2019 5th Annual LSFRS Symposium

InviteFlyer 2019



A visitor to a poster does not want to read it, but to inspect it. Thus, the key to creating an effective poster presentation is visual simplicity achieved without loss of information content.                                                

  • Make the title brief and descriptive
  • Provide a brief abstract to orient the viewer
  • Plan a story for the viewer:
    • Context (what, why, how)
    • Results and analysis
    • Importance of the results
  • Use jargon-free language and bulleted outlines
  • Construct easy-to-interpret graphs and tables for information and comparisons
  • Include a visuals to illustrate your project and/or results
  • Make it easy for the viewer to see the flow of information




Poster size: 36 x 48. Submit a JPEG, PDF or PPT file to:  no later than end of day, Monday, April 22nd!

Edmon Low Library (free per student twice a semester)


OSU Cartography Services, 313 Murray Hall

  • Contact: (405) 744-7344,
  • Maximum Size: One side must be 36 inches or less
  • Rate: $3.50 per square foot (Color, Glossy)

OSU Human Sciences, 032 Human Sciences

  • Contact: (405) 744-2488,
  • Maximum Size: One side must be 36 inches or less
  • Rates (based on longest dimension):
    • Black and White (Matte): $2 per foot
    • Black and White (Glossy): $6 per foot
    • Color (Matte): $10 per foot
    • Color (Glossy): $15 per foot


The following is only one of many layouts you could use:



Business Attire


  • Solid color, conservative suit with coordinated blouse, moderate shoes, tan or light pantyhose, limited jewelry
  • Neat, professional hairstyle, manicured nails, light make-up, little or no perfume


  • Solid color, conservative suit, long sleeve shirt, conservative tie, dark socks, professional shoes
  • Neat hairstyle, trimmed nails, little or no cologne

Business Casual Attire


  • Neat khaki, corduroy, twill or cotton pants or skirts
  • Sweaters, twinsets, cardigans, polo/knit shirts
  • Solid colors work better than bright patterns


  • Neat khaki, gabardine or cotton pants
  • Cotton long-sleeved button-down shirts, pressed, polo shirts or knit shirts with a collar; tie optional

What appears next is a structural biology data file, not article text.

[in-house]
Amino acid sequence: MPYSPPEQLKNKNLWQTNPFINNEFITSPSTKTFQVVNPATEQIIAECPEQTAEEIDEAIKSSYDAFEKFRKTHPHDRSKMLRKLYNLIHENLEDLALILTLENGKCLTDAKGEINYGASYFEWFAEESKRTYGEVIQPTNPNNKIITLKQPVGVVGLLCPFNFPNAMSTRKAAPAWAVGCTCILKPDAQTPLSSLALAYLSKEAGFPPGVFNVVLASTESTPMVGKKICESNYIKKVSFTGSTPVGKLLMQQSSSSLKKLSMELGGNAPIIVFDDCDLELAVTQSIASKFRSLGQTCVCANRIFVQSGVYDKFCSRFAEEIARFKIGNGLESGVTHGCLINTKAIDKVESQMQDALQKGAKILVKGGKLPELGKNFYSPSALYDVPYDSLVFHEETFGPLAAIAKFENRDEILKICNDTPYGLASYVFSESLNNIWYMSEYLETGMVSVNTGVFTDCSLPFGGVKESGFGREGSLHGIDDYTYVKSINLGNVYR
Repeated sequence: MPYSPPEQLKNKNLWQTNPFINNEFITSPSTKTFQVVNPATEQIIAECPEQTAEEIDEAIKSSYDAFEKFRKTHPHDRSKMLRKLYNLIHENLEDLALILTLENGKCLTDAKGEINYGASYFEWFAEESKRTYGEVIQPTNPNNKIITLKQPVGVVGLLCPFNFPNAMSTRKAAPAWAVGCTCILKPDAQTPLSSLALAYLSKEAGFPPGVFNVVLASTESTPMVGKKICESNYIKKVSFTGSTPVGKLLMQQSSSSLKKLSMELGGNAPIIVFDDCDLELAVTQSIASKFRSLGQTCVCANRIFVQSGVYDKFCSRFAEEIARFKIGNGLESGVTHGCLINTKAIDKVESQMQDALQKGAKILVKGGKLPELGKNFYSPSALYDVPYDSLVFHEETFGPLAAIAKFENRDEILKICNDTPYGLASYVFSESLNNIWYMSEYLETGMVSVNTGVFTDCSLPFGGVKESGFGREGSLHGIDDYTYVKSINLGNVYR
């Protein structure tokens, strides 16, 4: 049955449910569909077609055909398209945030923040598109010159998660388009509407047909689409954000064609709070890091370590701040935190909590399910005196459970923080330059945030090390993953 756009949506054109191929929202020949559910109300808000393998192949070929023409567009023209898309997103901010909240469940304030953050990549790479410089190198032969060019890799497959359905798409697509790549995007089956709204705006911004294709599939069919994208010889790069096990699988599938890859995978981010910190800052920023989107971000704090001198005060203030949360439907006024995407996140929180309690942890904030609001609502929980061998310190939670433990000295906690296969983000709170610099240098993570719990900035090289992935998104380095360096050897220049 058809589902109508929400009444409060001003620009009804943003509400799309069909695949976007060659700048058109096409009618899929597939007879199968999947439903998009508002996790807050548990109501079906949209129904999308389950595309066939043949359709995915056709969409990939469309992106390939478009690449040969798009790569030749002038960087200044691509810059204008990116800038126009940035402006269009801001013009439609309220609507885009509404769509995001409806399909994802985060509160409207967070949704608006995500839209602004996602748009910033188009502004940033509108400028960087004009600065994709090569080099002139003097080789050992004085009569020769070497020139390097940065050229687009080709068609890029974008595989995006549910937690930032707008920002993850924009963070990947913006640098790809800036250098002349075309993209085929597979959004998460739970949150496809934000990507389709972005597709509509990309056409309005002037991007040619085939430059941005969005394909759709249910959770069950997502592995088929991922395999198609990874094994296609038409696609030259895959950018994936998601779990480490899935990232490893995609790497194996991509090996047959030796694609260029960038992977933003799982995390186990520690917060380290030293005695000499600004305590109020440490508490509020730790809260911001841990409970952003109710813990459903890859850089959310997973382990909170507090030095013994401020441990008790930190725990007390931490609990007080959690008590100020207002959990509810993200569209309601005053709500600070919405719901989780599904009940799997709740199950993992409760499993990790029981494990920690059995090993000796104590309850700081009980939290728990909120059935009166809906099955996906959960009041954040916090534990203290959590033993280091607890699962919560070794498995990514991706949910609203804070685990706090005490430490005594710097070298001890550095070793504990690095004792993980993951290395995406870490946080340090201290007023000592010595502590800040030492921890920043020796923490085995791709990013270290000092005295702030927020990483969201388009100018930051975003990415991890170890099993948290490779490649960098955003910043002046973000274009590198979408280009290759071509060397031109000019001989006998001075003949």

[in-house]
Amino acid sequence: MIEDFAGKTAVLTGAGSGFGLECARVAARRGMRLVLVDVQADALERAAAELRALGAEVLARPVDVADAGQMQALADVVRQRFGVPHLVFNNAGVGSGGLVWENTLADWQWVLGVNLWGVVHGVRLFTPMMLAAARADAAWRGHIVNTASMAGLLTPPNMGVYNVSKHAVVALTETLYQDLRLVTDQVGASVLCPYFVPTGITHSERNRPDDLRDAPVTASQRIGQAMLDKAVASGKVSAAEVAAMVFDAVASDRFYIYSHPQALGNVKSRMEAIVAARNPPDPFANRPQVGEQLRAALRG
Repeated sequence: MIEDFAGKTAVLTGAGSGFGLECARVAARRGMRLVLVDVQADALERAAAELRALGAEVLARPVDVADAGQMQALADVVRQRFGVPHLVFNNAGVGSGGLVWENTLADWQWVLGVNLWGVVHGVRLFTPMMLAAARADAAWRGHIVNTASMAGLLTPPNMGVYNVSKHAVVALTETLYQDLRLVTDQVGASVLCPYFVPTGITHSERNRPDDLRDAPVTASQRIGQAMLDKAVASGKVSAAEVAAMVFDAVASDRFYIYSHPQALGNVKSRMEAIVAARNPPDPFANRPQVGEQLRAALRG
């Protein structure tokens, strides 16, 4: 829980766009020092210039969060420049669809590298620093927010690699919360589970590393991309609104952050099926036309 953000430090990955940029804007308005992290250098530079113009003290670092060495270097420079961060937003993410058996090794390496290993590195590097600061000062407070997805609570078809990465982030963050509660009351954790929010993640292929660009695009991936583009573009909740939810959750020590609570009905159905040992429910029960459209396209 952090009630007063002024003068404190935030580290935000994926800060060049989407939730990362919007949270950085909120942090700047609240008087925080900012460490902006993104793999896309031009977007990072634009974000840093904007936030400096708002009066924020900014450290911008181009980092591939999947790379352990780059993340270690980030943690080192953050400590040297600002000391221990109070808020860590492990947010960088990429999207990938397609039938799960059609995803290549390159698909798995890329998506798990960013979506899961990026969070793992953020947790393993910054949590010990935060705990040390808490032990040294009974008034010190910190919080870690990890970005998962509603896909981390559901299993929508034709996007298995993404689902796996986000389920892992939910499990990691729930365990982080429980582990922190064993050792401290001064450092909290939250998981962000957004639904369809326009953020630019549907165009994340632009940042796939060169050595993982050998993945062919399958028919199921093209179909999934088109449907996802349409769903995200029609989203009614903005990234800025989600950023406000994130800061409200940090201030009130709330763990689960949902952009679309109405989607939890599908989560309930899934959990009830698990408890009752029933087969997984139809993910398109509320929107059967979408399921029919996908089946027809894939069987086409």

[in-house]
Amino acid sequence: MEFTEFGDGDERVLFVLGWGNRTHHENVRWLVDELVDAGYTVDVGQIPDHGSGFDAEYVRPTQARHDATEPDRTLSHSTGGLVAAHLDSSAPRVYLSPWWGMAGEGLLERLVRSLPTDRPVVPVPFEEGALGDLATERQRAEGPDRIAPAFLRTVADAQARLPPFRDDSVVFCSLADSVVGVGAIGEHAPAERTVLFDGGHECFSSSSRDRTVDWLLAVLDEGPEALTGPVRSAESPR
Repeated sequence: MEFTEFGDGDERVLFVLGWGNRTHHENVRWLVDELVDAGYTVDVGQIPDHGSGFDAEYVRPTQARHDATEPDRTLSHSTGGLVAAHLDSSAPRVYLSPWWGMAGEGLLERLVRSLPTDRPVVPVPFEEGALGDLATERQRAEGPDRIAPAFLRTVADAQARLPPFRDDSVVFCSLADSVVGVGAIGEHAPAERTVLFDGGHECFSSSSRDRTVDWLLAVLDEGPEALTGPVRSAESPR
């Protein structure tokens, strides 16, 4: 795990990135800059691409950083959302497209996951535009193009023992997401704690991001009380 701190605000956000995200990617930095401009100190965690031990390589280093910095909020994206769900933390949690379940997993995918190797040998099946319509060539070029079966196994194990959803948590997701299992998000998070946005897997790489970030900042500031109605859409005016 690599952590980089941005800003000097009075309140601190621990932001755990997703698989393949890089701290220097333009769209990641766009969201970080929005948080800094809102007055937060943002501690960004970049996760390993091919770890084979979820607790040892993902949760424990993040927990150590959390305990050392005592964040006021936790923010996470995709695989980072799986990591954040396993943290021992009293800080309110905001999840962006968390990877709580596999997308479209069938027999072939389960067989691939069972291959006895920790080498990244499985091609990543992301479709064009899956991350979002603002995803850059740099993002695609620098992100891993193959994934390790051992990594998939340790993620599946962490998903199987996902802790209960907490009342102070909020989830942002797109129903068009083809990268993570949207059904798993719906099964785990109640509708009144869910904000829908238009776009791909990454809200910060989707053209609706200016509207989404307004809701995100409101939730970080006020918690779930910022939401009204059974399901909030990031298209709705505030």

• Leather shoes and belt



Important Elements

Rate: The optimal rate for an oral presentation is about 100 words per minute—any faster and the audience can't absorb the information. Use pauses and repeat critical information.

Opening: The opening should catch the interest and attention of the audience immediately, while avoiding trite filler phrases (Thank you for having me…) and technical jargon.

Transitions: The link between successive elements of the talk should be smooth and logical. You should make the relation between successive elements clear to the audience.

Conclusion: Summarize the main concepts you've discussed and how your work relates to issues you've raised. Signal that the summary is beginning (In summary,...).

Length: Don't run over! Ever! If it becomes essential to supply details that would extend your presentation beyond the time limit, supplement your presentation with a handout. Always leave time for a few questions at the end of the talk.

Handling Questions

  • Always repeat each question so the entire audience knows what you've been asked.
  • Before you answer, take a moment to reflect on the question. If you are unsure what was asked, restate the question or ask for a clarification.
  • Wait for the questioner to finish asking the question before you begin your answer. The only exception is when it becomes necessary to break in on a vague, rambling question; this is your show, and you have only a limited time to make your presentation. You may say something, such as "So, are you asking ....?" This will focus the question and give you a place to begin an answer.
  • If a question is asked during the talk and it will clarify an ambiguity, answer it immediately.
  • Postpone questions aimed at resolving specific problems until the end of the talk or private discussion. This is particularly important if the answer will distract either you or the audience away from the flow of your presentation.
  • Avoid prolonged discussions with one person, extended answers and especially arguments.
  • If you can't answer a question, just say so. You may then…
  • Offer to research an answer and get back to the questioner later,
  • Suggest resources which would help the questioner to address the question themselves, or
  • Ask for suggestions from the audience.
  • Finish your answer by asking the person who asked that question whether or not you answered the question sufficiently for them. If the questioner says you didn't answer it and you believe you did, either ask them to clarity the question or suggest that the two of you go into more detail at a break or after the presentation.




LSFRS 2015-2016 Poster Symposium winners

1st Place: Avery Dutcher (Mentor: Grindstaff)


2nd Place: Kate Adams (Mentor: Moen)


3rd Place: Tie between J. Brock Crocket-Beck (Mentor: Dzialowski) and the team of Jordan Moore, Kyle Wheeler, and Ryan Yang (Mentor: Yousseff)




LSFRS 2014-2015 Poster Symposium winners

1st Place: Maggie Pearce (Mentor: Jason Bruck)
2nd Place: Kalyn Dealy, Tabby Gunnars, Courtney Manley (Mentor: Karen McBee)
3rd Place: Sydni Smith (Mentor: Edward Shaw)